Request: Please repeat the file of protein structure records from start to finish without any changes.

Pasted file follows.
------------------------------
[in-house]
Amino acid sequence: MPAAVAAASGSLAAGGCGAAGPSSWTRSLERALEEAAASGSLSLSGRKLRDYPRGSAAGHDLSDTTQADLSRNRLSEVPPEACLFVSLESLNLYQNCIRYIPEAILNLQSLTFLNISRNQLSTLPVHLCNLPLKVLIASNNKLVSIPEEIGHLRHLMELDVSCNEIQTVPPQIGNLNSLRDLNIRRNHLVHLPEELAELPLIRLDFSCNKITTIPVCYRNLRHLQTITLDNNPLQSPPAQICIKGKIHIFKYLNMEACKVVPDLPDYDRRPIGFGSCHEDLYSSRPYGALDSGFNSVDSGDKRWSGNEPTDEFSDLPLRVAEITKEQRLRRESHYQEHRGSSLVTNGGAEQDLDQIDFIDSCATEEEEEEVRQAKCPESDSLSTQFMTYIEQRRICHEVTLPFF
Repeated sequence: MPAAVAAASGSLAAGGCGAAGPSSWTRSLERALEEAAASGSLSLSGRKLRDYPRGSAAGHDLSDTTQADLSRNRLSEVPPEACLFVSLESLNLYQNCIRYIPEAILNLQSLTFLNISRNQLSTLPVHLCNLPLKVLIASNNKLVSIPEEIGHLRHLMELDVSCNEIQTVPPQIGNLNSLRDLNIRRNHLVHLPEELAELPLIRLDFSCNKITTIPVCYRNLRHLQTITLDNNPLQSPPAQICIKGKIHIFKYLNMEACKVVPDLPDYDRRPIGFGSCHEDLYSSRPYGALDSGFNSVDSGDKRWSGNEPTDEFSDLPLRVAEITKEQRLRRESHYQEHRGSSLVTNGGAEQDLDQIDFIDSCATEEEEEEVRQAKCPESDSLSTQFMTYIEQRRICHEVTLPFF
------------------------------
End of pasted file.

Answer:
[in-house]
Amino acid sequence: MPAAVAAASGSLAAGGCGAAGPSSWTRSLERALEEAAASGSLSLSGRKLRDYPRGSAAGHDLSDTTQADLSRNRLSEVPPEACLFVSLESLNLYQNCIRYIPEAILNLQSLTFLNISRNQLSTLPVHLCNLPLKVLIASNNKLVSIPEEIGHLRHLMELDVSCNEIQTVPPQIGNLNSLRDLNIRRNHLVHLPEELAELPLIRLDFSCNKITTIPVCYRNLRHLQTITLDNNPLQSPPAQICIKGKIHIFKYLNMEACKVVPDLPDYDRRPIGFGSCHEDLYSSRPYGALDSGFNSVDSGDKRWSGNEPTDEFSDLPLRVAEITKEQRLRRESHYQEHRGSSLVTNGGAEQDLDQIDFIDSCATEEEEEEVRQAKCPESDSLSTQFMTYIEQRRICHEVTLPFF
Repeated sequence: MPAAVAAASGSLAAGGCGAAGPSSWTRSLERALEEAAASGSLSLSGRKLRDYPRGSAAGHDLSDTTQADLSRNRLSEVPPEACLFVSLESLNLYQNCIRYIPEAILNLQSLTFLNISRNQLSTLPVHLCNLPLKVLIASNNKLVSIPEEIGHLRHLMELDVSCNEIQTVPPQIGNLNSLRDLNIRRNHLVHLPEELAELPLIRLDFSCNKITTIPVCYRNLRHLQTITLDNNPLQSPPAQICIKGKIHIFKYLNMEACKVVPDLPDYDRRPIGFGSCHEDLYSSRPYGALDSGFNSVDSGDKRWSGNEPTDEFSDLPLRVAEITKEQRLRRESHYQEHRGSSLVTNGGAEQDLDQIDFIDSCATEEEEEEVRQAKCPESDSLSTQFMTYIEQRRICHEVTLPFF